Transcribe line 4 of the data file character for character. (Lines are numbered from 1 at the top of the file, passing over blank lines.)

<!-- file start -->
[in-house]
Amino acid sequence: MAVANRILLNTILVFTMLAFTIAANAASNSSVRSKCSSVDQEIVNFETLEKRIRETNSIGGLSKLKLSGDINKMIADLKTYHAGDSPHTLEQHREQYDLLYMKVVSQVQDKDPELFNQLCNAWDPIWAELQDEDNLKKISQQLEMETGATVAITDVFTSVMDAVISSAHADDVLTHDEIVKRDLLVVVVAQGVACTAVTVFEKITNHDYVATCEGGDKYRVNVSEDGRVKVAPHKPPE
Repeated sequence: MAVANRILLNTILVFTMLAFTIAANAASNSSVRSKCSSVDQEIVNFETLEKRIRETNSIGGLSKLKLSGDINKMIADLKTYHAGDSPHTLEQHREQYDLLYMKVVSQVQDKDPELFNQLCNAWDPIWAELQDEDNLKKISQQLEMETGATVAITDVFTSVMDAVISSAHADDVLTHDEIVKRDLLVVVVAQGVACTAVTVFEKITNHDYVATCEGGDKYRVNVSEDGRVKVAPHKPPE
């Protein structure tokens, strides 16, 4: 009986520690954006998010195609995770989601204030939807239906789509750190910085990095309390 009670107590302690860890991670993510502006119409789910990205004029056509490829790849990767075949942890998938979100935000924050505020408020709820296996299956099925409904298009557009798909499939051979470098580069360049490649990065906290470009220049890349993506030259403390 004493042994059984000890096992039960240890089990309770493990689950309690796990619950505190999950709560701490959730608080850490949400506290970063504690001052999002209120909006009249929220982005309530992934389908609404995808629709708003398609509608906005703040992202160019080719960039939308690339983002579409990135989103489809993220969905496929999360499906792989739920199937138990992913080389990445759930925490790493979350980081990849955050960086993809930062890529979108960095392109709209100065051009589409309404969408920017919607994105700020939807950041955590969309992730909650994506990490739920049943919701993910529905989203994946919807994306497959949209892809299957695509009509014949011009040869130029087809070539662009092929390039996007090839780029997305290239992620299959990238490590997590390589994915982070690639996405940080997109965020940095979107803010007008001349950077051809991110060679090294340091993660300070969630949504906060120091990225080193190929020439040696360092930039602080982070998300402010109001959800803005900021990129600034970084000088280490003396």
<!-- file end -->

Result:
């Protein structure tokens, strides 16, 4: 009986520690954006998010195609995770989601204030939807239906789509750190910085990095309390 009670107590302690860890991670993510502006119409789910990205004029056509490829790849990767075949942890998938979100935000924050505020408020709820296996299956099925409904298009557009798909499939051979470098580069360049490649990065906290470009220049890349993506030259403390 004493042994059984000890096992039960240890089990309770493990689950309690796990619950505190999950709560701490959730608080850490949400506290970063504690001052999002209120909006009249929220982005309530992934389908609404995808629709708003398609509608906005703040992202160019080719960039939308690339983002579409990135989103489809993220969905496929999360499906792989739920199937138990992913080389990445759930925490790493979350980081990849955050960086993809930062890529979108960095392109709209100065051009589409309404969408920017919607994105700020939807950041955590969309992730909650994506990490739920049943919701993910529905989203994946919807994306497959949209892809299957695509009509014949011009040869130029087809070539662009092929390039996007090839780029997305290239992620299959990238490590997590390589994915982070690639996405940080997109965020940095979107803010007008001349950077051809991110060679090294340091993660300070969630949504906060120091990225080193190929020439040696360092930039602080982070998300402010109001959800803005900021990129600034970084000088280490003396």